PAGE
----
First, the functional data were motion-corrected via realignment and acquisition timing was accounted in the slice timing step. Individuals T1 images were coregistered to their functional data. Afterwards coregistered T1 images got segmented into grey matter (GM), white matter (WM) and cerebrospinal fluid. To increase the accuracy of inter-subject alignment we applied the ‘Fast Diffeomorphic Registration Algorithm’ (DARTEL) and used the existing IXI-template implemented in the VBM8 toolbox. Functional images were then normalized to MNI-space (3 mm isotropic voxel), and smoothed with an 8 mm isotropic Gaussian kernel. We compiled vectors for each event of interest (picture onset) and entered them into the design matrix to model event-related responses by the canonical hemodynamic response function in the first level stage. Data were high pass filtered (128 s). Temporal sphericity was controlled by an AR(1) process with consecutive prewhitening of the data.

Statistical analyses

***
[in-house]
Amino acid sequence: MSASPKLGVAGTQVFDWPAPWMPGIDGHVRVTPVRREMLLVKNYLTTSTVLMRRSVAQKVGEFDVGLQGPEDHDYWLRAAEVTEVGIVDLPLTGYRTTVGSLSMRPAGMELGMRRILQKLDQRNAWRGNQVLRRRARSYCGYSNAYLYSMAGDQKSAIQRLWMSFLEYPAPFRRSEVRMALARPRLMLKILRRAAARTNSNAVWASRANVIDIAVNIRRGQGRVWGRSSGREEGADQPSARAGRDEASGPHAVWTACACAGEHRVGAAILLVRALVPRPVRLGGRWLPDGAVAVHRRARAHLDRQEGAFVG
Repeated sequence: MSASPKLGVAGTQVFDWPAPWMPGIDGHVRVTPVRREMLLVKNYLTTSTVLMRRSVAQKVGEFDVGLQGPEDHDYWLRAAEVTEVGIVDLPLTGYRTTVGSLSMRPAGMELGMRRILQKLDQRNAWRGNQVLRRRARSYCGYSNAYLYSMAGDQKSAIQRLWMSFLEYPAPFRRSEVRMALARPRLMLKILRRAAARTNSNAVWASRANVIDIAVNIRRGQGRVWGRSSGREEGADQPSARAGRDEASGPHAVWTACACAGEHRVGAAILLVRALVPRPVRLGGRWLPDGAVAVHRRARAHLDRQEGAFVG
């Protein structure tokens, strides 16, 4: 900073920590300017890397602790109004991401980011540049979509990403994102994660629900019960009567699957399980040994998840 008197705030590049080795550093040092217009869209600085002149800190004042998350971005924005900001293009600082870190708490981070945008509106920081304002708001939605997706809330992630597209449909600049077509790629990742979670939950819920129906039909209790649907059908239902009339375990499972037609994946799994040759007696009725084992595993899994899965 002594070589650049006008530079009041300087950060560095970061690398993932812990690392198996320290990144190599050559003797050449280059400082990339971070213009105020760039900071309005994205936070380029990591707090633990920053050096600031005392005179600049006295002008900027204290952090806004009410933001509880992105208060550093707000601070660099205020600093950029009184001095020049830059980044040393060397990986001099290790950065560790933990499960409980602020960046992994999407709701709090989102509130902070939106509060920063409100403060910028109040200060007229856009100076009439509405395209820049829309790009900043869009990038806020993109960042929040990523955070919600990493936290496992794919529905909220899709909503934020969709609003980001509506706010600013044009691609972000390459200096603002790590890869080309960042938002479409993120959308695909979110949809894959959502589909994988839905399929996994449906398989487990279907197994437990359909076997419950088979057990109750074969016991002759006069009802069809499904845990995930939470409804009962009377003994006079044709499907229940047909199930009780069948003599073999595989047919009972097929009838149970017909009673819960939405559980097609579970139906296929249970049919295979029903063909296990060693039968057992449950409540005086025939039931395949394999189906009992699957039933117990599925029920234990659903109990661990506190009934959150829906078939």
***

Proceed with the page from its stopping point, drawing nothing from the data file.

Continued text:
The ratings for the pictures (valence, arousal) were analyzed with repeated measures ANOVAs (SPSS; version 22) with the within-subject factors ‘Poser gender’ (Male, Female) and ‘Motion’ (Static, Approaching), and the between-subject factor ‘Group’ (Offenders, Controls). For the PS measure, we conducted an ANOVA with the factors ‘Poser gender’ and ‘Group’. Significant effects were followed up with post-hoc t-tests (with Bonferroni correction) and effect sizes η2p were computed. PCL scores were compared between the two groups via t-tests.

For the fMRI data we computed an analysis of variance with GLM-Flex (http://mrtools.mgh.harvard.edu/index.php/Main_Page) with the factors ‘Motion’ (Static, Approaching), Poser gender (Male, Female), and ‘Group’ (Offenders, Controls). Statistically significant main effects and interaction effects were followed up by one-dimensional t-contrasts. We conducted exploratory whole-brain voxel intensity tests as well as region of interest (ROI) analyses for the amygdala, the insula, the premotor cortex, and parietal regions (inferior parietal region, primary/secondary somatosensory cortex (SI, SII)). These regions had been selected based on previous findings on personal space processing (e.g. Kennedy et al. 2009; Schienle et al. 2015; Holt et al. 2014; Lloyd et al. 2006). In addition, there is mounting evidence that antisocial individuals show functional abnormalities in prefrontal cortex regions (Yang and Raine 2009). Therefore the orbitofrontal cortex (OFC) and dorsolateral/ventrolateral prefrontal cortex (DLPFC, VLPFC) were considered further ROIs.